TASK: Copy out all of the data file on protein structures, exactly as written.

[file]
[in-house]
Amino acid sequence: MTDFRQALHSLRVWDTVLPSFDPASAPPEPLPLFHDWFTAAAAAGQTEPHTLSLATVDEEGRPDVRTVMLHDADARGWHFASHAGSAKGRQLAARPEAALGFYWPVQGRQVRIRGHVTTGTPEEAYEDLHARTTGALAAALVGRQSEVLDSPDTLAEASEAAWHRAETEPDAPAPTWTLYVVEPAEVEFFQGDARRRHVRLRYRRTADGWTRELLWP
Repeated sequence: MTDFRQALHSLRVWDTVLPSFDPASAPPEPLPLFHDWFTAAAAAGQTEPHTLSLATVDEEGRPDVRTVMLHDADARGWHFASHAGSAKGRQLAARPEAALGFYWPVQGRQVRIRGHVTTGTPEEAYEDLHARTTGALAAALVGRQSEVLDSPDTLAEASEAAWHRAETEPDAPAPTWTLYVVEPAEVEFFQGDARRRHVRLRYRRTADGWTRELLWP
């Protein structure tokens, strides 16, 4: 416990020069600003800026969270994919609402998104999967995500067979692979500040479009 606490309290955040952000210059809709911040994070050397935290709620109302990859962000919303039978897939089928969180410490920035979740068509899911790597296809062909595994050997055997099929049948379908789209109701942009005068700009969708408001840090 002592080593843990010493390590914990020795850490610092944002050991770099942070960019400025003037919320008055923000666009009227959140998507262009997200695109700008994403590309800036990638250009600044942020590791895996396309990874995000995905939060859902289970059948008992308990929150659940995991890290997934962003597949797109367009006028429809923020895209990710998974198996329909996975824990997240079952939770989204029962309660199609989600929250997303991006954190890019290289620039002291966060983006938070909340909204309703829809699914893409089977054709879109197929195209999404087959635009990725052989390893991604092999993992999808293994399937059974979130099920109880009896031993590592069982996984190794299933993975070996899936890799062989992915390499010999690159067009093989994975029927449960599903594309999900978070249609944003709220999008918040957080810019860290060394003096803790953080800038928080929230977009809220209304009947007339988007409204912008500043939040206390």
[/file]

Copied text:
[in-house]
Amino acid sequence: MTDFRQALHSLRVWDTVLPSFDPASAPPEPLPLFHDWFTAAAAAGQTEPHTLSLATVDEEGRPDVRTVMLHDADARGWHFASHAGSAKGRQLAARPEAALGFYWPVQGRQVRIRGHVTTGTPEEAYEDLHARTTGALAAALVGRQSEVLDSPDTLAEASEAAWHRAETEPDAPAPTWTLYVVEPAEVEFFQGDARRRHVRLRYRRTADGWTRELLWP
Repeated sequence: MTDFRQALHSLRVWDTVLPSFDPASAPPEPLPLFHDWFTAAAAAGQTEPHTLSLATVDEEGRPDVRTVMLHDADARGWHFASHAGSAKGRQLAARPEAALGFYWPVQGRQVRIRGHVTTGTPEEAYEDLHARTTGALAAALVGRQSEVLDSPDTLAEASEAAWHRAETEPDAPAPTWTLYVVEPAEVEFFQGDARRRHVRLRYRRTADGWTRELLWP
């Protein structure tokens, strides 16, 4: 416990020069600003800026969270994919609402998104999967995500067979692979500040479009 606490309290955040952000210059809709911040994070050397935290709620109302990859962000919303039978897939089928969180410490920035979740068509899911790597296809062909595994050997055997099929049948379908789209109701942009005068700009969708408001840090 002592080593843990010493390590914990020795850490610092944002050991770099942070960019400025003037919320008055923000666009009227959140998507262009997200695109700008994403590309800036990638250009600044942020590791895996396309990874995000995905939060859902289970059948008992308990929150659940995991890290997934962003597949797109367009006028429809923020895209990710998974198996329909996975824990997240079952939770989204029962309660199609989600929250997303991006954190890019290289620039002291966060983006938070909340909204309703829809699914893409089977054709879109197929195209999404087959635009990725052989390893991604092999993992999808293994399937059974979130099920109880009896031993590592069982996984190794299933993975070996899936890799062989992915390499010999690159067009093989994975029927449960599903594309999900978070249609944003709220999008918040957080810019860290060394003096803790953080800038928080929230977009809220209304009947007339988007409204912008500043939040206390």